Restrictive voter identification requirements preventing non-Conservatives from voting were a myth. Rather, voter turnout hit 68.3 per cent, the highest turnout in over two decades. It turns out, when you allow 38 different pieces of identification, people will overwhelmingly use those pieces of ID and just get on with voting.
Had millions of Canadians taken the bait, on Monday evening we could have heard the following from a victory stage in Calgary: "The Canadian people have spoken -- giving me four more years in the job I love, which allows me to make all the decisions. But the Globe and Mail has spoken too. So, to do the noble thing yet again. I hereby tender my resignation. Bye."
Stephen Harper lost the election not because Canadians rejected Conservative values, i.e., an aversion to big government, bureaucracy and regulation but because he came to be seen against democracy. Conservatives believe in smaller government, lower taxes and keeping the state out of the lives and businesses of citizens. But Mr. Harper sometime during his nine-plus years as prime minister began sacrificing our democratic institutions, especially the media, on the altar of his Conservative government.
Restoring the long form Census could be the defining characteristics of the new Liberal government. Unlike the Harper Conservatives, who governed by ideology and did not let data or facts dissuade them, the Liberals should embrace evidence-based planning and governance. It will be timely because in the world of big data analytics, turning our back on data, as the Conservatives did, has harmed Canada's competitiveness.
The new PM will be a breath of fresh air on the environment -- it's impossible to be any worse than his predecessor -- and he will take the leash off federal scientists, or so he has promised. However, one area the Liberals aren't expected to deliver any good news in are telecommunications services.
A minority is defined as dangerous by a segment of society that clings to traditional views of acceptability. They fail to recognize prejudices inherent in their views until a hard-won fight for equal rights and shifting zeitgeist forces them to move on, foisting their fears on the next marginalized group.
When Justin Trudeau was elected in 2008 it was clear to everyone that he could never be destined for the backbenches. They sat Justin Trudeau directly behind me in the House and for almost three years I got a ringside view of his development. His rhetoric, at times bawdy, nevertheless carried intensity in the Parliamentary chamber. I was asked more frequently than I could count whether he was the real deal or just his father's son. My answer was always the same: both.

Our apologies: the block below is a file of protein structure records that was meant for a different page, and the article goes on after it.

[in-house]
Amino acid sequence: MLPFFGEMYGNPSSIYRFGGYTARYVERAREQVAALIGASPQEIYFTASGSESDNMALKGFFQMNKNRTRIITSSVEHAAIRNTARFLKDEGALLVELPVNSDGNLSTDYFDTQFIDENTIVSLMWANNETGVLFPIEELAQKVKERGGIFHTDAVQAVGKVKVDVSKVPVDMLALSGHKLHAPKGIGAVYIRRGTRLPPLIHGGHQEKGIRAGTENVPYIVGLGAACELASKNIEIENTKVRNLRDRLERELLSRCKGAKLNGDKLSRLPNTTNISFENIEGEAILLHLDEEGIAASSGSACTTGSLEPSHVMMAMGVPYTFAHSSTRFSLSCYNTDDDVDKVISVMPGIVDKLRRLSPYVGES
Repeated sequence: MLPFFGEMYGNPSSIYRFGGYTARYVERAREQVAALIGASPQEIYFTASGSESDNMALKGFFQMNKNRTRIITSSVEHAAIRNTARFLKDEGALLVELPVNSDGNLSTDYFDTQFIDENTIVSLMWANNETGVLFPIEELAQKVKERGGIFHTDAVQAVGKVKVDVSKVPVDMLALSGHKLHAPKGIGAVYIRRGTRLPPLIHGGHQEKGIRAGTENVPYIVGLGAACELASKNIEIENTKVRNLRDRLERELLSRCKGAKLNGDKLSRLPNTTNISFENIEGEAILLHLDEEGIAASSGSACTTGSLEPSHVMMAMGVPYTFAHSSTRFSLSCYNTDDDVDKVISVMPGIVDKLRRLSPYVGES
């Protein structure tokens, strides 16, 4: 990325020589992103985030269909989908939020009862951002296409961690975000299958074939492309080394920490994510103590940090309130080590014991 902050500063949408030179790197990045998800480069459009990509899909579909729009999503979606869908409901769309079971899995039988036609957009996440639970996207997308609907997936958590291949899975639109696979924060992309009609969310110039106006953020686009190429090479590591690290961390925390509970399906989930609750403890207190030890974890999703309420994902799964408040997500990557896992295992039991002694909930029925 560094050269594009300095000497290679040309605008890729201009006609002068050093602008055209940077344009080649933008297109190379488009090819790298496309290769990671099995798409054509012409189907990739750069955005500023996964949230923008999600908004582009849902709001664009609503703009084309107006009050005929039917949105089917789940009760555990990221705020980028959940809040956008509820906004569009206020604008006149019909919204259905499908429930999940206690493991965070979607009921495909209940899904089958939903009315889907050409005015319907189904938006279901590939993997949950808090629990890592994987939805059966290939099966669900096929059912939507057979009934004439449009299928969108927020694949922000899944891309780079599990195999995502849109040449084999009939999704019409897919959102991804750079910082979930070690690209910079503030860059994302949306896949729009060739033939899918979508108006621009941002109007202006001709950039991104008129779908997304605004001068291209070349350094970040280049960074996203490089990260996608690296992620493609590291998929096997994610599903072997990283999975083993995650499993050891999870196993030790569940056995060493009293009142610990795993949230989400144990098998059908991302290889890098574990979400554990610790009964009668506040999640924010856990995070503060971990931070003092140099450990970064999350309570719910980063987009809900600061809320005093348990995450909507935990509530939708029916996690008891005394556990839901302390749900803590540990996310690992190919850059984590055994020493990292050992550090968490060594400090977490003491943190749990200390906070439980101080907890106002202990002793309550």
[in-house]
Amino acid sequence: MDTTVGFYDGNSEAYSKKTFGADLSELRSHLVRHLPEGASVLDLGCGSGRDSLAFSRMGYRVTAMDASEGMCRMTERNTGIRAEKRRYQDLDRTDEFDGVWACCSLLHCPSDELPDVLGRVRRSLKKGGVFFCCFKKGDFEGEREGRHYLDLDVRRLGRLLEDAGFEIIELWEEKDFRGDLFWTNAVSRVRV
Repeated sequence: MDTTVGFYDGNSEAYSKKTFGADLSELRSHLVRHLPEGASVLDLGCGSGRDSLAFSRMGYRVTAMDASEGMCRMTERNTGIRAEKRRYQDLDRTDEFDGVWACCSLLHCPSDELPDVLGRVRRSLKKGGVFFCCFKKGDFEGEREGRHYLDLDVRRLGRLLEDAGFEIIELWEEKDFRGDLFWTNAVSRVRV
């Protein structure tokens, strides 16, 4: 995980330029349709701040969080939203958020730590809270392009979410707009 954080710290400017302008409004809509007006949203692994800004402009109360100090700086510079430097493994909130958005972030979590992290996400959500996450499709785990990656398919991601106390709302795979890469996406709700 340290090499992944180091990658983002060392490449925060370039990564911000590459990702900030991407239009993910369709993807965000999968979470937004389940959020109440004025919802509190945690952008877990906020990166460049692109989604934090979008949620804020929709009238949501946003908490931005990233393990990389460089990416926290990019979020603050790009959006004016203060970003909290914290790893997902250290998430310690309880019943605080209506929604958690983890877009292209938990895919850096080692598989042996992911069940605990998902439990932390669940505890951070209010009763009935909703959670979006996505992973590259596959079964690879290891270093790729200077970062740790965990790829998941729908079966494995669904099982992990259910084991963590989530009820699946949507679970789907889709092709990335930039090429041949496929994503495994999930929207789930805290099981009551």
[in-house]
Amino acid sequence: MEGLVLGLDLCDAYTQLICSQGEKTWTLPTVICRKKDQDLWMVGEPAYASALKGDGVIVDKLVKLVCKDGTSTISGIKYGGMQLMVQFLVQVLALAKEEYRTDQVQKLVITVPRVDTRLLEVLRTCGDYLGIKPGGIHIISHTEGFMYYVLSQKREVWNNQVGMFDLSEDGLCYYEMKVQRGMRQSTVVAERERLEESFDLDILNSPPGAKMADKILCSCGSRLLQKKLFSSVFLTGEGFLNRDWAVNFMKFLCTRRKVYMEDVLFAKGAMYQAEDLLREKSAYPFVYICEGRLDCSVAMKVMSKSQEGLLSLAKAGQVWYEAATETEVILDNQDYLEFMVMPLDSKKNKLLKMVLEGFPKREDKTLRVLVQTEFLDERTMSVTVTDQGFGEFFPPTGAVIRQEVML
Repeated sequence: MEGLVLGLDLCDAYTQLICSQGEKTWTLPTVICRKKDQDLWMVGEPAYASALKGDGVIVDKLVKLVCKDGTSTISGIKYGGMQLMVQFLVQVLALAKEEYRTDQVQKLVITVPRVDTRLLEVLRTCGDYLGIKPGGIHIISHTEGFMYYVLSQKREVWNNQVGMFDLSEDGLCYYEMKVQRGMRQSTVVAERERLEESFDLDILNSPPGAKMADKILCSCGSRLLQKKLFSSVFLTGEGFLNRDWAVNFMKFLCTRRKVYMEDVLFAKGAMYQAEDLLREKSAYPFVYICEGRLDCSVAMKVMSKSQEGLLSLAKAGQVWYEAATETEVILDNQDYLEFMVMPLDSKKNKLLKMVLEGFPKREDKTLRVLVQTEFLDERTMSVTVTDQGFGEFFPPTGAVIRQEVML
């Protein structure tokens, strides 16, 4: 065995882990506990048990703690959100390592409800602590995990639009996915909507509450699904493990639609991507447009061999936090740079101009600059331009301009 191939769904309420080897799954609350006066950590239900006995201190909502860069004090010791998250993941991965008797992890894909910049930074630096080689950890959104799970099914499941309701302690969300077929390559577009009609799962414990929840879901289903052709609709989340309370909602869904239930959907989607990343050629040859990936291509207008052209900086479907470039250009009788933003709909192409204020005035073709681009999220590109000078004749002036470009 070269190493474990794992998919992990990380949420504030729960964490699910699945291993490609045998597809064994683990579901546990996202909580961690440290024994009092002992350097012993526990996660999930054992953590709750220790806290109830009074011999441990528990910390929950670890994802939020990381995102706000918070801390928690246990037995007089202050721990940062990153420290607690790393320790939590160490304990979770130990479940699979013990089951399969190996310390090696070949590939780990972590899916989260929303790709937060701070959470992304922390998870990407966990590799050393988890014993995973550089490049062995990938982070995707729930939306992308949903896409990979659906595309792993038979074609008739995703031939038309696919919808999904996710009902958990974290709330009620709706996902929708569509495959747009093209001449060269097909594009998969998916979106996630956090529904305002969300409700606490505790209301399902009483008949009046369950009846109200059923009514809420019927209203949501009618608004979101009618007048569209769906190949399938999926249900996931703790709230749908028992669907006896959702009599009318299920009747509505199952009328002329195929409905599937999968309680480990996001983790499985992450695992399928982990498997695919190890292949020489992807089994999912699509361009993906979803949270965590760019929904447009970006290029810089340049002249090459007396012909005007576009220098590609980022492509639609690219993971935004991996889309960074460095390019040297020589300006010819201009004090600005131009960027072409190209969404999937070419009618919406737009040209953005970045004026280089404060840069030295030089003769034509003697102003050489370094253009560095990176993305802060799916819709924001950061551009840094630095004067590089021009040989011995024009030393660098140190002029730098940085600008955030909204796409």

TORONTO -- Voters woke up on Tuesday morning to find that the most powerful people in their government were all under 45. The boomers no longer control Canada. That fact is a transformation to the underlying structure of Canadian political life. And youth wanted the old Canada back, it turns out. Trudeau's election revealed that the traditional Canadian values -- multiculturalism and socialism -- are just too strongly embedded in the national consciousness to be seriously budged.
With a lead in the polls, Thomas Mulcair fell victim to the Conservative definition of the NDP as fiscally irresponsible and led with a promise to balance the budget. After years of austerity measures, that rightward fiscal turn felt to many like a betrayal of NDP values in search of a few votes. And by the time the NDP started plummeting in the polls and Mulcair reasserted their progressive position, it was too little, too late.
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Climate science has a different calendar -- fossils must essentially be gone by 2050. That extra 50 years is, to coal and oil, worth fighting for -- and natural gas is oil's alternative of choice. Their secret weapon? Ever lower prices.
Politics is theatre on a grand scale. People go to the theatre neither to watch the actors nor to listen to them. They want to be transported into the world of the play: to suspend disbelief. The politician who can evoke an emotional response is the politician we will inevitably favour.
In 2004, I was disallowed from boarding an Air Canada flight from Vancouver to Victoria. Since then, I have spent many years trying to get answers from the federal government as to why this happened. The NDP have pressed successive Liberal and Conservative governments to provide me answers.
Hopefully the Liberals' majority mandate will not mean that electoral reform falls by the wayside. It is absurd that Canada has an electoral system where less than 40 per cent of the popular vote can mean a majority government and absolute control in Parliament.
The Liberals led by Trudeau have a lot work ahead of them, but their surprising victory may not be the upset we all thought it was. When you combine a growing need for change with a fresh, newer face, who brings a positive, unifying and consistent message, we can see how the red wave momentum was waiting for us. Perhaps many of us did not see it because this election fired up many negative emotions and divisiveness. However, most Canadians saw right through that. The people of Canada were the one who lit the fire and fanned the flames across the country on election night.
Our election process would benefit by adopting this Canadian approach to politics. We should drastically shorten the campaign period, which now begins almost three years before the election. This year's Canadian election was the longest in history. 78 days.